Shooting at Pittsburgh synagogue kills 11
SWAT police officers respond after a gunman opened fire at the Tree of Life synagogue in Pittsburgh, Pennsylvania, U.S., October 27, 2018
(photo credit: REUTERS/JOHN ALTDORFER)
The shooter told police “all these Jews need to die.”
WASHINGTON – A man opened fire on a Jewish community congregated for Shabbat services on Saturday morning in Pittsburgh, Pennsylvania, committing the deadliest antisemitic crime in modern American history.The shooter killed at least 11 people, including one of the police officers who rushed to the scene, and injured several others. He began his attack shortly after the beginning of services at the Tree of Life Synagogue. As a family gathered there for a brit milah, the man began shooting people throughout the first floor and basement of the facility, until he surrendered to the police after a shootout, declaring to them that “all these Jews need to die.”Early reporting on Robert Bowers, 46, quickly discovered an active life on alt-right and antisemitic social media platforms, where he frequently engaged in Jewish conspiracy theories and trolled Jewish groups.But in a rare case for American mass shooters, Bowers survived the event. He shot three police officers before being taken into custody alive.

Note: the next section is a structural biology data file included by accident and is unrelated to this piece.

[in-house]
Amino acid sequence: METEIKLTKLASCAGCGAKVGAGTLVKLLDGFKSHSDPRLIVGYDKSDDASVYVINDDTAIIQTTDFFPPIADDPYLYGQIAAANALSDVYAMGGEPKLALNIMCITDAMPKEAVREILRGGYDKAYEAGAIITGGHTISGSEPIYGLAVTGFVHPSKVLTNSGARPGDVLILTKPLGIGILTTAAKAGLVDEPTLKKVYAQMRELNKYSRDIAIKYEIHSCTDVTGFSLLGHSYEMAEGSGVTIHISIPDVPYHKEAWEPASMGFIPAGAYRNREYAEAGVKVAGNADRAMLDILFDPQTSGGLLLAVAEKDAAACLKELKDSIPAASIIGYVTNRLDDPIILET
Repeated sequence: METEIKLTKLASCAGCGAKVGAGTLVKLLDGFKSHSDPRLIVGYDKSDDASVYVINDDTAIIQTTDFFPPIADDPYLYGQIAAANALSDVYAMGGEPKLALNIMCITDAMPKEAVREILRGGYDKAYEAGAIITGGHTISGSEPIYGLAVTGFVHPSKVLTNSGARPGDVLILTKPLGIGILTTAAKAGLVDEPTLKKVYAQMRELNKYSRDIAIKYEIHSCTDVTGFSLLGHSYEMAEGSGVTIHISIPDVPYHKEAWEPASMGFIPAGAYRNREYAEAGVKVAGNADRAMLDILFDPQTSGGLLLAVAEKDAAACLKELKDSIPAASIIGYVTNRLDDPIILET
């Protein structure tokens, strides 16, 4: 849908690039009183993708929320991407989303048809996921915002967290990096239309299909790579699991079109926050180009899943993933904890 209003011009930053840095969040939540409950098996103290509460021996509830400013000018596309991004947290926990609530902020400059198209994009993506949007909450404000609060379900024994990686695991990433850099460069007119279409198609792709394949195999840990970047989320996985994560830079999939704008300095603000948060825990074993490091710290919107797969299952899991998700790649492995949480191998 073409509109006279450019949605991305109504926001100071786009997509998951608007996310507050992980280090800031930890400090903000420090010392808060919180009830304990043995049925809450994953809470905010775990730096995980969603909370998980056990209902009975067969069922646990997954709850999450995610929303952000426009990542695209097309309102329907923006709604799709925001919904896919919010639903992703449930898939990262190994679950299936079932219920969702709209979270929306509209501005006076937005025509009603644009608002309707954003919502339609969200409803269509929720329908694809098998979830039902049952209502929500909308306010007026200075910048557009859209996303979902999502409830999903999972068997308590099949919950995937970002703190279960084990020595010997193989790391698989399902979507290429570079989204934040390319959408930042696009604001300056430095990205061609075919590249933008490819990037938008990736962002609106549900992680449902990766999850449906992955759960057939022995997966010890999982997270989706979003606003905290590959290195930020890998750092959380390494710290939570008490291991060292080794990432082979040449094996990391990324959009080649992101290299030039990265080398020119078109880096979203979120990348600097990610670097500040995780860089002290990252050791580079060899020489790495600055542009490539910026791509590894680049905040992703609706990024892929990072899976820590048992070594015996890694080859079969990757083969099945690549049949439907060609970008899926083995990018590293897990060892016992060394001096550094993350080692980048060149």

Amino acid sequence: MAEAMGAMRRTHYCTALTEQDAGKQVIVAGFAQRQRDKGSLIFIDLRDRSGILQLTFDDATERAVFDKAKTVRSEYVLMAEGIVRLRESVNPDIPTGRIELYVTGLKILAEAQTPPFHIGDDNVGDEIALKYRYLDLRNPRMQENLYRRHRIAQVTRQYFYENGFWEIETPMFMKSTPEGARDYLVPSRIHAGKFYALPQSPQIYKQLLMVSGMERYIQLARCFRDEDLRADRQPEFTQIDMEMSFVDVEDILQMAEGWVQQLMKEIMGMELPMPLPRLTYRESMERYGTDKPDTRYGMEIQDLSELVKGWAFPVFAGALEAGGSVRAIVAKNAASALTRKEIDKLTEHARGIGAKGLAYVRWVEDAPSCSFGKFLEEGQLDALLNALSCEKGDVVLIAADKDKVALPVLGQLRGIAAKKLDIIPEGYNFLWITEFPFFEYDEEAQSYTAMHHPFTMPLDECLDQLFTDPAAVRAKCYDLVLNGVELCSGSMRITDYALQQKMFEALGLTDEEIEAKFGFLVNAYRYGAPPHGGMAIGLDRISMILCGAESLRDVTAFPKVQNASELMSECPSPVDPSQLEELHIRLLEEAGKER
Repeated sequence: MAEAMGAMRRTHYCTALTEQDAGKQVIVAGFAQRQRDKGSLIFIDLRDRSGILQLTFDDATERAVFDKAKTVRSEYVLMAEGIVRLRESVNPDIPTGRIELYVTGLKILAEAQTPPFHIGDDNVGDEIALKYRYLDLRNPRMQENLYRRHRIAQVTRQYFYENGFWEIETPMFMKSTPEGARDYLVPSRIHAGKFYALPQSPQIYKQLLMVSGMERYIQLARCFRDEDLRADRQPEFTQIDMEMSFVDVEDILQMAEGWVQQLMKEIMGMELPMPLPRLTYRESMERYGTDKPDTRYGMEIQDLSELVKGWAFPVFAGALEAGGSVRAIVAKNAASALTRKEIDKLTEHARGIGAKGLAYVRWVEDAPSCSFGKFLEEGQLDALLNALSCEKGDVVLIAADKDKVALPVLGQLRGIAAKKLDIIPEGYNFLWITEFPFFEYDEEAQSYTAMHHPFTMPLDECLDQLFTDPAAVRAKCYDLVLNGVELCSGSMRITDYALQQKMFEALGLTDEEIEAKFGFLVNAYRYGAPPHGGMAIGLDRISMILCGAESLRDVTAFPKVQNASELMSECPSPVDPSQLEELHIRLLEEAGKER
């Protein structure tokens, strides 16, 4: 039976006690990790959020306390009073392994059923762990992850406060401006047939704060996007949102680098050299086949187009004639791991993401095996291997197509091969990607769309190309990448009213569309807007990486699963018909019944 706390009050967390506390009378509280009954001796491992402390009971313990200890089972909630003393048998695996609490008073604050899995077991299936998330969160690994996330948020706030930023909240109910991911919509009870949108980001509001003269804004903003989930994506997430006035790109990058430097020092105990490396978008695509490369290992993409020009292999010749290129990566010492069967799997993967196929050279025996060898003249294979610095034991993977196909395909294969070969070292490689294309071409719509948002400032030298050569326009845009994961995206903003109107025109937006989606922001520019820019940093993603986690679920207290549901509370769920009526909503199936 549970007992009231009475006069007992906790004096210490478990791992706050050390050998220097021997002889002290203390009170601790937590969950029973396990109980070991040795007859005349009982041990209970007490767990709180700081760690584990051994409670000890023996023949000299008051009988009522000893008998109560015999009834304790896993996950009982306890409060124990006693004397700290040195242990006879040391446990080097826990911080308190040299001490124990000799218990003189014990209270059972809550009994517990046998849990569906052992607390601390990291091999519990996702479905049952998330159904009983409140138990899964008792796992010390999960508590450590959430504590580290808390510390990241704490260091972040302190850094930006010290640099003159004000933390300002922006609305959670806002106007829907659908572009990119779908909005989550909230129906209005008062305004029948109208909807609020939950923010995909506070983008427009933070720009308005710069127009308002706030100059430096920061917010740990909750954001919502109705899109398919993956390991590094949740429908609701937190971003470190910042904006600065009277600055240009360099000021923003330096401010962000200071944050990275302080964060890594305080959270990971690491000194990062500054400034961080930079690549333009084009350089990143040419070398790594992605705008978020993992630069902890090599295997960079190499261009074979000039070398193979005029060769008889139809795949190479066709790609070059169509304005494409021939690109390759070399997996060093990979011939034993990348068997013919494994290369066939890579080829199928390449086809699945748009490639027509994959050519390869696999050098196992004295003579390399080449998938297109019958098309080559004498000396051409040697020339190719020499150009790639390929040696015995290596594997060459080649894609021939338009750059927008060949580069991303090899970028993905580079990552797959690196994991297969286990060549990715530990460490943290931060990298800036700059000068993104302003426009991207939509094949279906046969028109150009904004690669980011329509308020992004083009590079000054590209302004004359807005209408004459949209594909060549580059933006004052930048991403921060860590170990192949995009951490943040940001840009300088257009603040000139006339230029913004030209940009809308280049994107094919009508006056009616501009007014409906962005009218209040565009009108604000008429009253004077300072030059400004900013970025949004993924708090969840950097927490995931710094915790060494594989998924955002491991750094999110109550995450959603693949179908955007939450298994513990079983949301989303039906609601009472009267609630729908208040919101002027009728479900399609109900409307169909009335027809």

The Tree of Life Synagogue sits at the heart of Pittsburgh’s Squirrel Hill, a large Jewish community east of the city center. More than 50,000 Jewish Americans reside in the greater area.Pennsylvania Governor Tom Wolf called the event an “absolute tragedy,” and pledged the state’s full resources to assist local law enforcement. US President Donald Trump said that he heard the scene was one of the most horrific law enforcement had ever witnessed.Trump responded to the shooting as the crisis was still active, writing on Twitter that locals should “beware” and “remain sheltered.” And after the perpetrator was apprehended, Trump told reporters that armed guards in synagogues would prevent similar attacks. He also said the attack appeared to be motivated by antisemitism on its face. “It looks definitely like it’s an antisemitic crime,” Trump told reporters in Indianapolis, where he considered canceling a rally scheduled later that afternoon. “That is something you wouldn’t believe could still be going on.”The US Department of Homeland Security already offers significant grants to security for synagogues and an armed police presence is the norm outside of Jewish temples across Europe.The president also suggested the perpetrator deserved the death penalty and should “pay the ultimate price” for the massacre. White House officials said his first calls were to Pittsburgh officials, as well as Ivanka Trump and Jared Kushner, his daughter and son-in-law who are practicing Orthodox Jews.Ivanka Trump responded on Twitter with strong words.“America is stronger than the acts of a depraved bigot and antisemite,” she said. “All good Americans stand with the Jewish people to oppose acts of terror and share the horror, disgust and outrage over the massacre in Pittsburgh.”“We must unite against hatred and evil,” she added.The shooting sparked national media coverage on the current state of discrimination in the US and resurfaced a common American discussion on gun violence. Several television pundits linked the event to Trump’s rhetoric throughout his 2016 campaign and much of his presidency, which critics and civil rights organizations long-warned would give cover and motivation to those seeking to attack minorities.At the scene, Jeff Finkelstein, CEO of the Jewish Federation of Greater Pittsburgh, told reporters he was saddened and despondent at the news.“This should not be happening, period. It should not be happening in a synagogue,” Finkelstein said. “It should not be happening in our neighborhood.”And Steven Werber, a resident of Squirrel Hill, although not a regular attendee at the Tree of Life synagogue, told The Jerusalem Post that one of the victims of the attack had been shot directly in front of Werber’s father, who was present at the service when the shooting happened.Werber said his father was “terribly shaken up” and was being interviewed by the FBI. He said he believed the individual shot in front of his father had died.Werber said he lived just three blocks away from the synagogue and had heard sirens from the numerous emergency vehicles that arrived on the scene.He deplored the instant reactions of many people on the left and right of the political spectrum for seeking to blame each other for the attack, saying that both sides should focus on the actual perpetrator and his beliefs.“In this day and age, you’d think we can all agree to hate Nazis. In five minutes the left is blaming the right, and the right is blaming the left, but it isn’t about that,” he said.“We still have Nazis among us and it’s breaking my heart that instead of blaming Nazis they were putting the blame on each other.”Ben Mayer, another resident of Squirrel Hill, although also not a member of the Tree of Life synagogue, said he knew people in the congregation and that his daughter goes to a daycare center in another synagogue nearby.“This is a guns and hate issue,” said Mayer. “Guns are too easy to get and hate is being stoked in my country from the top-down. There is only one way to stop or prevent this. That is getting the people out of office that are fanning the flames of hate and making sure guns stay available.”The Tree of Life congregation was formerly part of the Conservative movement, but is no longer formally affiliated with it. There are currently two other congregations sharing the building, New Light, which is affiliated with the Conservative movement and Dor Hadash, which is a Reconstructionist congregation.The news put Jewish communities nationwide on edge. Police departments in Los Angeles and New York deployed extra resources around Jewish houses of worship and community centers. The shooting comes amid a steady rise in antisemitic rhetoric tracked in recent years by the Anti-Defamation League, which, in a statement characterized the attack as the deadliest of its kind against Jews known in US history.Calling on law enforcement to investigate the shooting as a hate crime – a separate category in the federal penal code – the organization noted that the event “occurs at time when ADL has reported a historic increase in both antisemitic incidents and antisemitic online harassment.”Jeremy Sharon contributed to this report.